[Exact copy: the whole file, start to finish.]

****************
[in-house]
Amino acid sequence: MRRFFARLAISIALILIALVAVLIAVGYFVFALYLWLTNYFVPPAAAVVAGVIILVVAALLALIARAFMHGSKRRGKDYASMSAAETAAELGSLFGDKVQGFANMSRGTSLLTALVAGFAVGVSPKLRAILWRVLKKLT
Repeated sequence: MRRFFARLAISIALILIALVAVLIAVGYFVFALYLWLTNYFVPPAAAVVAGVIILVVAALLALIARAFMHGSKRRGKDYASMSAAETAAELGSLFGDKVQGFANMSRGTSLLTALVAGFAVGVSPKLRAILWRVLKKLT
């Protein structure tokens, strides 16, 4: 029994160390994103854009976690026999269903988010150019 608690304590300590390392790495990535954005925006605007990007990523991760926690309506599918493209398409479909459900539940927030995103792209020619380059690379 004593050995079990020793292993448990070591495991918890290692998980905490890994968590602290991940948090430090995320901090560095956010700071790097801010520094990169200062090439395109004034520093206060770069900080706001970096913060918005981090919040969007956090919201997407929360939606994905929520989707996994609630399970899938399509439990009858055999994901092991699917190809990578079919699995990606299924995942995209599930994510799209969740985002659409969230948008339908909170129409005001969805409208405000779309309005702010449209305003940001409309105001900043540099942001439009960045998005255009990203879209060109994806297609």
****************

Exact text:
[in-house]
Amino acid sequence: MRRFFARLAISIALILIALVAVLIAVGYFVFALYLWLTNYFVPPAAAVVAGVIILVVAALLALIARAFMHGSKRRGKDYASMSAAETAAELGSLFGDKVQGFANMSRGTSLLTALVAGFAVGVSPKLRAILWRVLKKLT
Repeated sequence: MRRFFARLAISIALILIALVAVLIAVGYFVFALYLWLTNYFVPPAAAVVAGVIILVVAALLALIARAFMHGSKRRGKDYASMSAAETAAELGSLFGDKVQGFANMSRGTSLLTALVAGFAVGVSPKLRAILWRVLKKLT
């Protein structure tokens, strides 16, 4: 029994160390994103854009976690026999269903988010150019 608690304590300590390392790495990535954005925006605007990007990523991760926690309506599918493209398409479909459900539940927030995103792209020619380059690379 004593050995079990020793292993448990070591495991918890290692998980905490890994968590602290991940948090430090995320901090560095956010700071790097801010520094990169200062090439395109004034520093206060770069900080706001970096913060918005981090919040969007956090919201997407929360939606994905929520989707996994609630399970899938399509439990009858055999994901092991699917190809990578079919699995990606299924995942995209599930994510799209969740985002659409969230948008339908909170129409005001969805409208405000779309309005702010449209305003940001409309105001900043540099942001439009960045998005255009990203879209060109994806297609």